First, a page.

Last week, our European collaborators came back to finish the downhole geophysical surveys that could not be completed in February. Although only the first hole on the grounds of the PTA cantonment could be surveyed, the data acquired last week from these surveys is excellent and there were no major problems in getting it. After some processing of the data this summer, a paper using this data and corresponding rock sample petrophysical measurements in the lab will eventually be published. Additional papers are also in the works, including a general overview of the stratigraphy of both holes and a study of secondary minerals in the lower portion of the first hole where we found elevated temperatures. We hope to submit these papers for publication by the end of the year, and that they will spur further interest in researching the geology and hydrology of the two saddle boreholes.
The visit by a couple of our collaborators is complete, with mixed results. Above, Dr. John Millet and I are pleased with having completed sampling of the rock core from both of the saddle boreholes. John will return to Aberdeen, Scotland and conduct a variety of petrophysical measurements on these samples on behalf of VBPR.
As for the downhole geophysical logging, that didn’t go as smoothly. A multitude of drilling-related problems plagued us the entire time that the ICDP–GFZ group was here from Germany, and they were only able to conduct two surveys out of a planned dozen or more. Although this was disappointing, we finally overcome those problems yesterday and are hoping to schedule a return trip for this group in May.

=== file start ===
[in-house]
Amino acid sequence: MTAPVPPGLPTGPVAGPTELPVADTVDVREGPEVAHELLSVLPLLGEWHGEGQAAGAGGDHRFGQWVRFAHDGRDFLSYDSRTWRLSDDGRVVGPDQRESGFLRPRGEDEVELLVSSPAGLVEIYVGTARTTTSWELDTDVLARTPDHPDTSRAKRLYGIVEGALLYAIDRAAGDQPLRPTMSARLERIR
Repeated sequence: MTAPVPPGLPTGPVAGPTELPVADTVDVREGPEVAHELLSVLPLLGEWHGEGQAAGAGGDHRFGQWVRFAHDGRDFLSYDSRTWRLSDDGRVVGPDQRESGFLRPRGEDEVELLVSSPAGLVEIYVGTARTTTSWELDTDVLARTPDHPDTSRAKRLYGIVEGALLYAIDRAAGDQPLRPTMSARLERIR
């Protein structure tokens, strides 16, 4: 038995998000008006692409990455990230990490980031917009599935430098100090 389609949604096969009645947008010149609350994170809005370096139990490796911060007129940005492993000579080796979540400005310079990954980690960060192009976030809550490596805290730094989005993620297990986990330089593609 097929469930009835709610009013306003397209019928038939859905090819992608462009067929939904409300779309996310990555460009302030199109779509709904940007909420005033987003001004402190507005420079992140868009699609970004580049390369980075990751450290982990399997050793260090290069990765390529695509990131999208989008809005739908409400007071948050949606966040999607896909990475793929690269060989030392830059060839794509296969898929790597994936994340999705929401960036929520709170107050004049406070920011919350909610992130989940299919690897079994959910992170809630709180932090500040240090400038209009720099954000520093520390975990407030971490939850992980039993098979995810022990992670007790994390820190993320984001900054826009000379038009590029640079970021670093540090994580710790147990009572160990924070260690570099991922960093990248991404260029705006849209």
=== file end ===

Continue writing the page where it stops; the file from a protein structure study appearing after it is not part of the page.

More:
Logging of the rocks was on hold while collaborators were in town, but now we’re back at it and we only have ~500′ left before we’re finished with our logging reports for both holes. At that time, I’ll be reviewing and finalizing everything for a while. In another month or so, all the box photos from both holes will be available online, as well as lithologic unit logs for both holes and the logging reports themselves.
Last week, we had a preliminary visit from some of the team that will be conducting downhole geophysical surveys in each of the two wells we’ve drilled in the saddle. We discussed some of the logistics of carrying out the surveys, as well as future sampling and research plans. Everyone is excited to conduct the surveys and collect samples for petrophysical analysis early next year. We’d like to thank everyone who visited for their commitment and enthusiasm! Check back soon for a group photo from this visit.
I also want to mention that we’ve been working steadily on the petrographic core logging reports, and we’ve now described the rock down to ~4000′ depth in great detail. Logging has been difficult due to alteration by hydrothermal circulation around this depth in the hole, but we’re definitely in the home stretch now. We expect to have the logging reports finished or nearly so by the time the downhole geophysical surveys take place (tentatively scheduled for February).